Snow's contentions on appeal amount to a request that we reweigh the evidence and assess witnesses' credibility, which we cannot do. We hold that the State presented sufficient evidence to prove that Snow was liable as an accomplice for each of his convictions: burglary, as a Level 5 felony; theft, as a Level 5 felony; conversion, as a Level 5 felony; and auto theft, as a Level 6 felony.
Issue Three: Criminal Organization Enhancement
 Finally, Snow contends that the criminal organization enhancement “violates both Snow's right to be free from double jeopardy [under the Indiana Constitution] and the common law prohibition of enhancing a sentence using the very same behavior used to support the underlying conviction.” Appellant's Br. at 14. Article 1, Section 14 of the Indiana Constitution provides that “[n]o person shall be put in jeopardy twice for the same offense.” As we have explained,
[o]ur Supreme Court has interpreted that clause to prohibit multiple convictions based on the same “actual evidence used to convict.” Richardson v. State, 717 N.E.2d 32, 49 (Ind. 1999). To determine the actual evidence used to establish a conviction, we look to the “evidentiary facts” as they relate to “all” of the elements of both offenses. Spivey v. State, 761 N.E.2d 831, 833 (Ind. 2002). In other words, the actual evidence test requires “the evidentiary footprint for all the elements required to prove one offense” to be “the same evidentiary footprint as that required to prove all the elements of another offense.” Thrash v. State, 88 N.E.3d 198, 208 (Ind. Ct. App. 2017) (quoting Berg v. State, 45 N.E.3d 506, 510 (Ind. Ct. App. 2015)).
Bradley v. State, 113 N.E.3d 742, 751 (Ind. Ct. App. 2018), trans. denied.
 The State charged Snow as follows:
Ernest Snow was knowingly a member of a criminal organization while committing any of his charged offenses and committed the felony offense at [the] direction or in affiliation with a criminal gang or with the intent to benefit, promote, or further the interest of a criminal organization or for the purposes of increasing the person's own standing or position with the criminal organization.
Tr. Vol. 3 at 159; see I.C. § 35-50-2-15. Indiana Code Section 35-45-9-1 defines “criminal organization” in relevant part as a formal or informal group with at least three members that either assists in or participates in or has as one of its goals the commission of a felony.
 Here, during the criminal organization enhancement phase of Snow's trial, the State did not present additional evidence. Instead, the State told the jury that it was “incorporating all of the evidence that [the jury] heard presented in the first phase of the trial and we're going to rely on that evidence.” Id. at 163. And during closing argument, the prosecutor stated:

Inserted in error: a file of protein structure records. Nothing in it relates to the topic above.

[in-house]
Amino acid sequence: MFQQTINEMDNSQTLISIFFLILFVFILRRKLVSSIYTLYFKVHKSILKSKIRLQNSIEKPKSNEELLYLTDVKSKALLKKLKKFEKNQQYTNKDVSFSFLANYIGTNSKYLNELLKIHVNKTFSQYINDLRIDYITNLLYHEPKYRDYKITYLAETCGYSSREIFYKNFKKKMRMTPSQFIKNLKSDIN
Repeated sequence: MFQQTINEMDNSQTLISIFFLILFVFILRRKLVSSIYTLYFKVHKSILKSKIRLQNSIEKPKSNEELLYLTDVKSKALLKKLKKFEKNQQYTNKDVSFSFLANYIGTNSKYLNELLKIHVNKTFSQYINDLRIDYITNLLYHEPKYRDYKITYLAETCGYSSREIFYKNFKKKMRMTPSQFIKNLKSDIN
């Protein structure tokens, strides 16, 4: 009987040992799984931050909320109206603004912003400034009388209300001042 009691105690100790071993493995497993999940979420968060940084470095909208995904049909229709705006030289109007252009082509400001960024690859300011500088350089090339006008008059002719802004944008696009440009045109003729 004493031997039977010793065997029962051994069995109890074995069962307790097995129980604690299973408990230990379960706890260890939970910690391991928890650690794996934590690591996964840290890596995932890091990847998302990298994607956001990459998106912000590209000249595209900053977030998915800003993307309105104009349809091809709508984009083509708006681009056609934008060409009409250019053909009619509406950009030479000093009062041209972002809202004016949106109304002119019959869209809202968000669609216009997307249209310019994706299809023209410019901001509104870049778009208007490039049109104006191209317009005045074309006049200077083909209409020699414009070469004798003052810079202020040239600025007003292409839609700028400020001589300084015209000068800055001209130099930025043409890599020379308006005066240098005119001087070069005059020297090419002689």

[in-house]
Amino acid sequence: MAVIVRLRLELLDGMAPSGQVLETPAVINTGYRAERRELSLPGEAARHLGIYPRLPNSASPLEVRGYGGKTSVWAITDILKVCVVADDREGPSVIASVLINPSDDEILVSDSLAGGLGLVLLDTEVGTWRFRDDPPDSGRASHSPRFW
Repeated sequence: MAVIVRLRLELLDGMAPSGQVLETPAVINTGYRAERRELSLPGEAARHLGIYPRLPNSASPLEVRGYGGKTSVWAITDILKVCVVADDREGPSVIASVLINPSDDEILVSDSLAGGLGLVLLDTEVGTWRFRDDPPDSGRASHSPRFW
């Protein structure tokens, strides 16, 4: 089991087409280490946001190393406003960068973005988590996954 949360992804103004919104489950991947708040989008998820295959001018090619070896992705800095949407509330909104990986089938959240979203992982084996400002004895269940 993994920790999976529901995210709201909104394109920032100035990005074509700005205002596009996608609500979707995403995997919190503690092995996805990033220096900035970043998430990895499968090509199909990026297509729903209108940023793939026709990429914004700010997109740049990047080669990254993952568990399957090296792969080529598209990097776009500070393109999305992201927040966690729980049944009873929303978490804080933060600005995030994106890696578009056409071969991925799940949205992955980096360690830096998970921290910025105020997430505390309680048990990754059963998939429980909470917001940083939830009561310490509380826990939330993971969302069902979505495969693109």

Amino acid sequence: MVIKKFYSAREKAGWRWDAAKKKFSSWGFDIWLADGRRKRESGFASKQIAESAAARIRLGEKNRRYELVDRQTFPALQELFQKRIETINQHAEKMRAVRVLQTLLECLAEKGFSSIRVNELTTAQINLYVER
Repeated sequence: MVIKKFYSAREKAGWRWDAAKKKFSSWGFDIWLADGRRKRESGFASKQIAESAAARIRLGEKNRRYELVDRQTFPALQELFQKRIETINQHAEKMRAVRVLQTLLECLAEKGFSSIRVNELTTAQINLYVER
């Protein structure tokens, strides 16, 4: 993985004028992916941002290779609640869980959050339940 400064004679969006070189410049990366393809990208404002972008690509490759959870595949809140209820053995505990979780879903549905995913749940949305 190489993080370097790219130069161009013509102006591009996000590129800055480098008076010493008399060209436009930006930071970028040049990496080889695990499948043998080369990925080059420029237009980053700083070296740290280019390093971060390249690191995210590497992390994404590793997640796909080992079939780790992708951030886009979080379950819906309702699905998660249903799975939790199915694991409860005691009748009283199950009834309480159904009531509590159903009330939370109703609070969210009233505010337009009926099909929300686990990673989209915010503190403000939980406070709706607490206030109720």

In this case there is ample evidence that the State has proved this enhancement beyond a reasonable doubt. If you recall, the video that was played to you in the cab was an individual who came in and cut ․ the GPS [in the semi-truck], cut the video. Individual number one. Individual number two is an individual [who] testified to you of his involvement, Mr. Fields. Individual number three is their co-defendant sitting here in the courtroom. That's number three and there's many other people that had involvement in this case. Randy Price, you heard his name, didn't you? So, the State of Indiana is going to ask you to rely on that, rely on the fact that the evidence beyond a reasonable doubt demonstrates that both Defendant Caldwell and Defendant Snow acted in concert with at least three people, thereby constituting a criminal organization.
Id. at 168. The prosecutor concluded his argument by stating that Snow was knowingly a member of a criminal organization when he committed the burglary “[w]ith the intent to promote or further the interest of the criminal organization.” Id. at 169.
 On appeal, Snow avers that “this Court is not required to speculate about what evidence guided the jury's guilty verdict on the criminal organization enhancement. The Court can be sure that the jury used the very same evidence used to support the underlying felonies.” Appellant's Br. at 16. Thus, Snow concludes, “the criminal organization enhancement violated [his] right to be free from double jeopardy under the Indiana Constitution.” Id. But Snow's argument is silent regarding whether the evidentiary footprint for all the elements required to prove the enhancement is the same evidentiary footprint as that required to prove all the elements of burglary or any of the other underlying felonies. See Bradley, 113 N.E.3d at 751. Indeed, in his argument, Snow does not set out the elements for either the enhancement or any underlying felony. Accordingly, Snow has not sustained his burden on appeal to show that the criminal organization enhancement violates the actual evidence test under Article 1, Section 14.